Although guidelines give a Class 2a recommendation for transcatheter edge-to-edge MV repair in patients with reduced EF and severe MR with persistent symptoms despite GDMT, this patient’s MR was graded as moderate on his most recent TTE and as such, he would not be an appropriate candidate for TEER.

Although guidelines give a Class 1 recommendation for multidisciplinary management of patients with HF and VHD, as well as referral for consideration of intervention in patients with refractory TR, there are currently no guideline recommendations supporting surgical TVR in advanced HF patients with TR.

Although fluid restriction has been associated with modest improvements in hyponatremia in patients with advanced HF, the clinical benefits of this therapy remain uncertain and as such was given a Class 2b recommendation in the clinical guidelines.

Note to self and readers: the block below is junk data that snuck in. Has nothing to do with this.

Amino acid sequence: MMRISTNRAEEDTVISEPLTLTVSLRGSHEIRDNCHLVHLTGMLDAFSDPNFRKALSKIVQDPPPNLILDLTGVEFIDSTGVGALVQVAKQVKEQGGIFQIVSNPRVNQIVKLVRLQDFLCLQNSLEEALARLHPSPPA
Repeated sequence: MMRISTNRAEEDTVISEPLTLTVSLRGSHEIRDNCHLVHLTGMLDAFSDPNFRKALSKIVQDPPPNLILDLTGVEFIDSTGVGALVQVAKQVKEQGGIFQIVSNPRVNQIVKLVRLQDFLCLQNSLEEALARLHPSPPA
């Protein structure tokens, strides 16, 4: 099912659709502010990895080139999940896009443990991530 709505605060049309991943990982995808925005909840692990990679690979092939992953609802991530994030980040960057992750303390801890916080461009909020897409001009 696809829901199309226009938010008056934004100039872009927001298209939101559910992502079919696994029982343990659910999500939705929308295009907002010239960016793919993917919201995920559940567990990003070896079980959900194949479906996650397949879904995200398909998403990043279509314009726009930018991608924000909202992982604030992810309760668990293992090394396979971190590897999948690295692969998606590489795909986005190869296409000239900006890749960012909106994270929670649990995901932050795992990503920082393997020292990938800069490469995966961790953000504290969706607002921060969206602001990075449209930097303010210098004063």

Main Takeaway

Continuous intravenous inotropic support can be considered in patients with advanced heart failure refractory to GDMT who are awaiting durable MCS or heart transplant as “bridge therapy” (Class 2a) or for palliative therapy in patients with advanced HF who are ineligible for MCS/transplant (Class 2b), but is potentially harmful for long-term use for reasons beyond palliation or bridge to advanced therapies (class 3 recommendation).

Guideline Loc.

Section 8.3

Table 20

Stage D (Advanced) Heart Failure